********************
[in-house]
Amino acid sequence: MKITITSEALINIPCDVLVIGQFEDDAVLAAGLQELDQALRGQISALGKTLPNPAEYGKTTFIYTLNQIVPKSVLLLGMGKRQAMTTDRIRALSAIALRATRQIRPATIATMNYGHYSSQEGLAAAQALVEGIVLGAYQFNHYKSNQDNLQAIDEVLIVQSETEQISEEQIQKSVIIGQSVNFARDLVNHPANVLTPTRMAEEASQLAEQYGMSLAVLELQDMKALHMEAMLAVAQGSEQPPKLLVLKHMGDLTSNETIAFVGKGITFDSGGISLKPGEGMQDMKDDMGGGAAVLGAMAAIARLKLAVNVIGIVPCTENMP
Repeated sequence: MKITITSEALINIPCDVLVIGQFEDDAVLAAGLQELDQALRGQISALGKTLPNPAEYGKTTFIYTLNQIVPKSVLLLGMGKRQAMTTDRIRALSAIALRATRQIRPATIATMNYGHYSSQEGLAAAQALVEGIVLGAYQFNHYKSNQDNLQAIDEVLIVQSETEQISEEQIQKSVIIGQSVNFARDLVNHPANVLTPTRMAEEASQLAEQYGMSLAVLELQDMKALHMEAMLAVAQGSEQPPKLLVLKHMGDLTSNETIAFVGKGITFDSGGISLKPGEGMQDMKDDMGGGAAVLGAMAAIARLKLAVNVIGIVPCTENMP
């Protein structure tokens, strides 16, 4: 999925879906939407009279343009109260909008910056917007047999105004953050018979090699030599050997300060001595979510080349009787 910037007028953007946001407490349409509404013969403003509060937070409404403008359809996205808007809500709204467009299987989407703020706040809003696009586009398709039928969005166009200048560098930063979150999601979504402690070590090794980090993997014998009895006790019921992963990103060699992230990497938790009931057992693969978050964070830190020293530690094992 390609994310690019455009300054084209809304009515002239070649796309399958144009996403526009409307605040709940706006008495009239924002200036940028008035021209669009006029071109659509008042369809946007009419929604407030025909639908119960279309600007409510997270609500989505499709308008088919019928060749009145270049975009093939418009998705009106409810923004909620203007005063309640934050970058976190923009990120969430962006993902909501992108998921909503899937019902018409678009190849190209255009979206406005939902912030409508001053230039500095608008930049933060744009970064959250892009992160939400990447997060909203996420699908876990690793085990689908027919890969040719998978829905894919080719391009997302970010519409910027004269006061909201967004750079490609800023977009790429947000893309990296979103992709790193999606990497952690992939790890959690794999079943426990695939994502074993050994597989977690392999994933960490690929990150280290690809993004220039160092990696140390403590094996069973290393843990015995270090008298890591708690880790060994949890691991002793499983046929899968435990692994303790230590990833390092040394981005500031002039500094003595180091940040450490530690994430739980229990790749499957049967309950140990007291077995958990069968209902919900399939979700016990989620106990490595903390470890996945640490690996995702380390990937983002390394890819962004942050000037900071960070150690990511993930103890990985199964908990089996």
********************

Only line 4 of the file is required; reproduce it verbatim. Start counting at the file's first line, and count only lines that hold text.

């Protein structure tokens, strides 16, 4: 999925879906939407009279343009109260909008910056917007047999105004953050018979090699030599050997300060001595979510080349009787 910037007028953007946001407490349409509404013969403003509060937070409404403008359809996205808007809500709204467009299987989407703020706040809003696009586009398709039928969005166009200048560098930063979150999601979504402690070590090794980090993997014998009895006790019921992963990103060699992230990497938790009931057992693969978050964070830190020293530690094992 390609994310690019455009300054084209809304009515002239070649796309399958144009996403526009409307605040709940706006008495009239924002200036940028008035021209669009006029071109659509008042369809946007009419929604407030025909639908119960279309600007409510997270609500989505499709308008088919019928060749009145270049975009093939418009998705009106409810923004909620203007005063309640934050970058976190923009990120969430962006993902909501992108998921909503899937019902018409678009190849190209255009979206406005939902912030409508001053230039500095608008930049933060744009970064959250892009992160939400990447997060909203996420699908876990690793085990689908027919890969040719998978829905894919080719391009997302970010519409910027004269006061909201967004750079490609800023977009790429947000893309990296979103992709790193999606990497952690992939790890959690794999079943426990695939994502074993050994597989977690392999994933960490690929990150280290690809993004220039160092990696140390403590094996069973290393843990015995270090008298890591708690880790060994949890691991002793499983046929899968435990692994303790230590990833390092040394981005500031002039500094003595180091940040450490530690994430739980229990790749499957049967309950140990007291077995958990069968209902919900399939979700016990989620106990490595903390470890996945640490690996995702380390990937983002390394890819962004942050000037900071960070150690990511993930103890990985199964908990089996």